Learning Lincoln On-line
FROM-- SET FIVE, CIVIL WAR STUDIES
Topic Sixty-four: The Navy and Ironclads in the Civil War
Ironclads of the Civil War Learning Activity
A Part of My Civil War Weapons & Warfare Activity Page
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The turning point of the Civil War Naval War
PART SIX: The Great Sea and River Battles & the Men Involved
The North and South waged war on the Atlantic and Pacific Oceans, the Gulf of Mexico, and the rivers of the mainland. The naval war shaped the strategic and economic fortunes of the contending nations throughout the struggle. The war also saw the first battle between ironclad ships, the introduction of sea mines and revolving gun turrets, and the first successful use of submarines – changing the trajectory of naval warfare around the globe.
A . . . Great sea battles of the Civil War include ocean-going and inland river based. The Gulf ports was the scene of many battles. Choose a Navy battle from each area including ocean, inland-river, and Gulf and compile information on each. Include date, geographical location, ships involved, naval commanders, details of how the battle went, and which side won. You can make a computer presentation or poster to present your findings.
B . . . Section One: The U.S. and Confederate Navies had great commanders. Choose three of these commanders to compile biographical information (life story, Navy career details, rank), battles they were involved in, and anything special that is discovered in your research. You can make a computer presentation or poster to present your findings. Go to the "Civil War Hall of Fame" for both sides.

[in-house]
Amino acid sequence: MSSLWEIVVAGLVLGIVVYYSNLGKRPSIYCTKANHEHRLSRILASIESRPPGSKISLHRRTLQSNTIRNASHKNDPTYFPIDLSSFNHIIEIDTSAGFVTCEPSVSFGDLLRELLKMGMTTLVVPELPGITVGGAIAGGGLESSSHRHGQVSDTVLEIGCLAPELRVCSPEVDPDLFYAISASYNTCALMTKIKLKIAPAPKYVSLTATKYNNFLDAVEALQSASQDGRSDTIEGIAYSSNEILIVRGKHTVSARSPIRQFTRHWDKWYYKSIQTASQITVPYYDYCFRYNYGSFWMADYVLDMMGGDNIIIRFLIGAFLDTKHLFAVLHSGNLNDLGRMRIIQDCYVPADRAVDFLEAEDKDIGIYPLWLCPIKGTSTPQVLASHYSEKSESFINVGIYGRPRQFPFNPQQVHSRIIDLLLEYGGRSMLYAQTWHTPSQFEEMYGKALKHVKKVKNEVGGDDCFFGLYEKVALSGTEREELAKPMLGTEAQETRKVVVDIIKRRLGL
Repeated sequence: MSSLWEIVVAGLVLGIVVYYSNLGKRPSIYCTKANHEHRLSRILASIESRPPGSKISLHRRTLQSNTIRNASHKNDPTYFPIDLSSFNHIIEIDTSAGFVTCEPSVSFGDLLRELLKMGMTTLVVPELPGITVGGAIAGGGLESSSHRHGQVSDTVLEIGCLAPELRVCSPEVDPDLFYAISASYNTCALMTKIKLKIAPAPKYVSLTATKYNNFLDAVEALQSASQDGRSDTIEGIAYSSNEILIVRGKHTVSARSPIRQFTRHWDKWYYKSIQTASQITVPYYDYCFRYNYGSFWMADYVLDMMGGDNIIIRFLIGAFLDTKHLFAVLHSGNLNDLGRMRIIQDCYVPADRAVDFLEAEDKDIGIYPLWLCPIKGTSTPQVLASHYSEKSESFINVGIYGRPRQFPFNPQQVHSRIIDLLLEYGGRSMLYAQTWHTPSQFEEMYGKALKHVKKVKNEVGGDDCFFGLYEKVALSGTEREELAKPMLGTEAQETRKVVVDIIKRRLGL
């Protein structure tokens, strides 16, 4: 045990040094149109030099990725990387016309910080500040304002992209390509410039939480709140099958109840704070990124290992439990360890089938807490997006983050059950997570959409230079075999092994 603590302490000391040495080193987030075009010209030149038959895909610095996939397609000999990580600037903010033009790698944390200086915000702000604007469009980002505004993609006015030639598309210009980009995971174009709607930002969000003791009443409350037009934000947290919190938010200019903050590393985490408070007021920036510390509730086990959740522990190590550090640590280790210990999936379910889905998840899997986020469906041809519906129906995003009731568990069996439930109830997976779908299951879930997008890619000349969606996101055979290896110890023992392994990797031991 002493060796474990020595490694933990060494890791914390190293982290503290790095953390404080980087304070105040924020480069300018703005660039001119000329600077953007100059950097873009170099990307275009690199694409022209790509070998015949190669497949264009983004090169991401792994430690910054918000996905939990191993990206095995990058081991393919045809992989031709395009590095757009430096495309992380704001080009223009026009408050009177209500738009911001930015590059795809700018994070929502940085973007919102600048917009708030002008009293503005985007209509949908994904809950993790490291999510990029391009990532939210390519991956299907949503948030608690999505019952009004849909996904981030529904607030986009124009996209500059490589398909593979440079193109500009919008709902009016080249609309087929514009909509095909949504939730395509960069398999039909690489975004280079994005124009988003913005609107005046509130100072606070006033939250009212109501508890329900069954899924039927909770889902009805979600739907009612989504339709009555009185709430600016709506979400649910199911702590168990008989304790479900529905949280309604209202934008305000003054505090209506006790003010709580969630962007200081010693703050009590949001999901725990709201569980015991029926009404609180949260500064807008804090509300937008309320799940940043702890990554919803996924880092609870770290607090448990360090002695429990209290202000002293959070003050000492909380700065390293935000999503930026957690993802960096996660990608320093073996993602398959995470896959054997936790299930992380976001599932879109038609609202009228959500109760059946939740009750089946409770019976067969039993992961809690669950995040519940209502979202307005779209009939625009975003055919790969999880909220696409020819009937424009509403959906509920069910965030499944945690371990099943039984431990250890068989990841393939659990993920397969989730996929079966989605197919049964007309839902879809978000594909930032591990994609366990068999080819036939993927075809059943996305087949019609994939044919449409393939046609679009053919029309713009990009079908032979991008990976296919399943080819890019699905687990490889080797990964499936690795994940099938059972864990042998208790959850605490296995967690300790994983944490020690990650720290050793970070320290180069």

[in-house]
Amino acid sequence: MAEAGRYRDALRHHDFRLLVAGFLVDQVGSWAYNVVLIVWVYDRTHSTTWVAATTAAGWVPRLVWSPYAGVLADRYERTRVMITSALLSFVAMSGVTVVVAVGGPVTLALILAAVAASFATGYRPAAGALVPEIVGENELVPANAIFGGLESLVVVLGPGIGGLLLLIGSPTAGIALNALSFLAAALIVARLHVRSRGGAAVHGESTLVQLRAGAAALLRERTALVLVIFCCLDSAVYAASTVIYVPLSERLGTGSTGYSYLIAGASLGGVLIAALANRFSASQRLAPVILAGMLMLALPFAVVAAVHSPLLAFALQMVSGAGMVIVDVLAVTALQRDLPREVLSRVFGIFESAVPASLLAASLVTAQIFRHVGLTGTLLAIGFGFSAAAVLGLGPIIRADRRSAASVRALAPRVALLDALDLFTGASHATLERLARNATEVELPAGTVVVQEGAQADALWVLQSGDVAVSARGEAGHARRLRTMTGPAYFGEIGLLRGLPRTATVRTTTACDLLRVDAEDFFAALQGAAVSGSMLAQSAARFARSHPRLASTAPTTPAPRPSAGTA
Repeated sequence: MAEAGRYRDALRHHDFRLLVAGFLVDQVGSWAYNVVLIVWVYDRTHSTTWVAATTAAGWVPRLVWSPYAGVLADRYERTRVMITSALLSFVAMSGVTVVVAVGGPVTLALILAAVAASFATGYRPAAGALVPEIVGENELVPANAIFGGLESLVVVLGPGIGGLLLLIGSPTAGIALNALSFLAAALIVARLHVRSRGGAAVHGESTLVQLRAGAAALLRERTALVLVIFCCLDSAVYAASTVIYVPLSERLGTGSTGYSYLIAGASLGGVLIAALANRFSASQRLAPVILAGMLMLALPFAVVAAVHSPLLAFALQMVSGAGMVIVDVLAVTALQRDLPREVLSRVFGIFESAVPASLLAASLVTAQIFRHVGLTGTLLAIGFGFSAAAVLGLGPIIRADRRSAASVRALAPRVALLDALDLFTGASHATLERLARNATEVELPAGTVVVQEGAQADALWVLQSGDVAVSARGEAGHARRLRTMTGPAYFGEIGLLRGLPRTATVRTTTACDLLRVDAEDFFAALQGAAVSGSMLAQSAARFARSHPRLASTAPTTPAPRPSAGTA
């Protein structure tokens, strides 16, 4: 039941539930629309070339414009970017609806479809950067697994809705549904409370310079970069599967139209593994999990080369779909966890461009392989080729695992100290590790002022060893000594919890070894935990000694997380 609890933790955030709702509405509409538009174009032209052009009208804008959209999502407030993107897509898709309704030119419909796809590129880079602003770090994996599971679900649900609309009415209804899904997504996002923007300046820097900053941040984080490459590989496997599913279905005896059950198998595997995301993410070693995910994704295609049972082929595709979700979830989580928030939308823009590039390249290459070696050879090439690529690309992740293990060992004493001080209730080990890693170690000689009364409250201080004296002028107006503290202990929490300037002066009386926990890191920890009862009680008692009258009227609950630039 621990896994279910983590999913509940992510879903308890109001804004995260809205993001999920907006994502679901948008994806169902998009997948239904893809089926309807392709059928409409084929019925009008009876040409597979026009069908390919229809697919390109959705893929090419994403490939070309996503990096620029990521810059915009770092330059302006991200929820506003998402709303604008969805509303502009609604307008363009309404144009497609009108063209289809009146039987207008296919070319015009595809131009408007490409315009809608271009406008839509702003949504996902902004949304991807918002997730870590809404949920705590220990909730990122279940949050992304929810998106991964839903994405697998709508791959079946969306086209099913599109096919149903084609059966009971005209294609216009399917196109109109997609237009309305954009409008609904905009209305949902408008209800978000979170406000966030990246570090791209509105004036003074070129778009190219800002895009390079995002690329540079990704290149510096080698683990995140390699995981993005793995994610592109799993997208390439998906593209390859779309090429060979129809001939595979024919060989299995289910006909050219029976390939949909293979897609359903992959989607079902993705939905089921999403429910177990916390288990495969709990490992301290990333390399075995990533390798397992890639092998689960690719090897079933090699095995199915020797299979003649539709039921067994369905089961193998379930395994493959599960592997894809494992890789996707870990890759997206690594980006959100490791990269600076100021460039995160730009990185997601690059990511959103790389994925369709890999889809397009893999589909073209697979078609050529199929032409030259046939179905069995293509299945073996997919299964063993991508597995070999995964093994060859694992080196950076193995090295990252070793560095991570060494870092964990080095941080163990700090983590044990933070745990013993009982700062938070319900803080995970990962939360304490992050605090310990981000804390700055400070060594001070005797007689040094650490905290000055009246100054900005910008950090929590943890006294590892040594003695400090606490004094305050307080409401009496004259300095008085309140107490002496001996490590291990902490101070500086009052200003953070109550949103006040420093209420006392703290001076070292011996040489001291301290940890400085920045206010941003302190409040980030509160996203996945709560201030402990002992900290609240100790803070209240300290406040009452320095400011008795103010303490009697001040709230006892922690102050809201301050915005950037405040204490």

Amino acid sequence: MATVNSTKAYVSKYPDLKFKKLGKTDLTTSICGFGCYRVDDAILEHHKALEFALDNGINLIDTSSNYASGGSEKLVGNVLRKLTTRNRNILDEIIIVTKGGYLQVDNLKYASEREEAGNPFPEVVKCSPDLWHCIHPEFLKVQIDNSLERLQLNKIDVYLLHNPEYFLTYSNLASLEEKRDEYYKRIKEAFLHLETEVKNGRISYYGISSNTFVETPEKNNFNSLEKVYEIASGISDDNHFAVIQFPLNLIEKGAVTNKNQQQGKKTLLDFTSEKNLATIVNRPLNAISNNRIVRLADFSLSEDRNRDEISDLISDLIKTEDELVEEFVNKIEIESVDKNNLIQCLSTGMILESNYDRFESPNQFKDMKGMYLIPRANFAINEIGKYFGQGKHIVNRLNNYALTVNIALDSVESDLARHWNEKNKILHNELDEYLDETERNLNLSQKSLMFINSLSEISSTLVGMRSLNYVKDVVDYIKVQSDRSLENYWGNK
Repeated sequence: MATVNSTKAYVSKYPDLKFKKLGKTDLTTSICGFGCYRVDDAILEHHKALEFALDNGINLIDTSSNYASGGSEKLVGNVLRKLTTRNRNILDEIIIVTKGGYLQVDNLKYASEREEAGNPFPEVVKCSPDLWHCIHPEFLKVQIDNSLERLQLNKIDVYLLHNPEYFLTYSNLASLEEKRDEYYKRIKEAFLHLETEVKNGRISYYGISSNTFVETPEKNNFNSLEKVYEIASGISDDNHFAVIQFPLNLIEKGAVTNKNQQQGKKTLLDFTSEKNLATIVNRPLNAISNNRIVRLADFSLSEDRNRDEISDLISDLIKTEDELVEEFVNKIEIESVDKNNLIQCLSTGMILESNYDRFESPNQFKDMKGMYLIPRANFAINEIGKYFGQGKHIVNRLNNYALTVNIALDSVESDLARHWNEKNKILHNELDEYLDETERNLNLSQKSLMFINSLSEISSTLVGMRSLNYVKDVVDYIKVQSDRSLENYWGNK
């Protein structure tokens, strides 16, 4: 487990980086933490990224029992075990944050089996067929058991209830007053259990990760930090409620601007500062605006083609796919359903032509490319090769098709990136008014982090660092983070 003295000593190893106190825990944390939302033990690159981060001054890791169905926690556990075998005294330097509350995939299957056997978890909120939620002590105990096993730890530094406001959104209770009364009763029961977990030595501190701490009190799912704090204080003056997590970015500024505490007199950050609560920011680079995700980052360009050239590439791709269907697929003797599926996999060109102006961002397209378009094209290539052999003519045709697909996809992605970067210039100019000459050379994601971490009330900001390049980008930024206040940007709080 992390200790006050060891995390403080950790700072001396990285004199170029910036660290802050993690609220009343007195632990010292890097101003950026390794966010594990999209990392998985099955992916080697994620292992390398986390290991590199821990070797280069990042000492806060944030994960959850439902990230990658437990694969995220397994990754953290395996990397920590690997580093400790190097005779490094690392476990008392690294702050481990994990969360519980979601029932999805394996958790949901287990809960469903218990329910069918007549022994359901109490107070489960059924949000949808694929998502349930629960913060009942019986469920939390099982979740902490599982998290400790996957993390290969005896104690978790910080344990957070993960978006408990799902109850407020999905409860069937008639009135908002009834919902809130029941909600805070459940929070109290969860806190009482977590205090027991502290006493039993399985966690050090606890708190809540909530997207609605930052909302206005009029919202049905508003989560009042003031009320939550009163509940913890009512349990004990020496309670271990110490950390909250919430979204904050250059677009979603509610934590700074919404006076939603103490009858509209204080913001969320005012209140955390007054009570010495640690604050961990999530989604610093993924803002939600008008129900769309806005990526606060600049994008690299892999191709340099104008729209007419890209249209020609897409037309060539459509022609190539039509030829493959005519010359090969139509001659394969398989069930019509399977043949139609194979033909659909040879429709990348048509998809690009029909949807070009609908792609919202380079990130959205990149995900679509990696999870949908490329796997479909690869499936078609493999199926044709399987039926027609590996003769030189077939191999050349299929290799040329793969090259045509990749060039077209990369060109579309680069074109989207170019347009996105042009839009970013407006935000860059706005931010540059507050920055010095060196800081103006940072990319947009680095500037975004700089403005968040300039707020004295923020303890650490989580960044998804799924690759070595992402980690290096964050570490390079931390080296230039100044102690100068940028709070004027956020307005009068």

Section Two: Civil War sailors (and officers) were heroic, and often gave their life in battle, sickness or accidents. During the testing of new ironclad technology, submarines and weapons, many lost their life. Read about the testing of "two" new technologies and describe the dangers and doom of volunteering to be the test crews. Choose ironclad ships and submarines as your two new technologies. You can make a computer presentation or poster to present your findings. Write an essay comparing these testing-sailors to the test-pilots of aircraft of our own modern age. Read "The Invincible Ironclad" for a description of the ironclad and crew environment. The C.S.S. Albemarle story will also provide like in the Confederate Navy, river detail.
D . . . Civil War soldiers and sailors left diaries and journals for their families, or anyone that would read them. The U.S. Navy was fairly well integrated. Black sailors were part of the crew equal to whites. Robert Gould has left us an important diary of a black man in the Civil War Navy. Read from this diary and write an essay telling of events in Gould's life that demonstrated life on a Civil War military ship. Read from Robert Gould's Diary from the Stanford Website. Read from the sections on his early life, life in the Navy, and life after the war. There is also a section with images. Gather facts from each section to include in a computer presentation or poster.
E . . . To learn of the mind-thought of Civil War sailors and officers, you will read about their special patriotism to the flag, how many southerners on-duty overseas on American ships chose to remain with their flag and fight for the Union. Many sailors and officers got the Medal of Honor. Read from the sites and write a series of essays on these subjects: What is required to win the Medal of Honor; Why a southern-born sailor would stay with the Union flag at the start of the war; what southern citizens thought of the crews of the river ironclads, and why did the sailors work in the terrible environments of the ironclads and submarines (smoke, noise, heat, lack of air, and imminent death. Read the information about the Monitor and Merrimack; Read the article about Civil War Navy life for more information.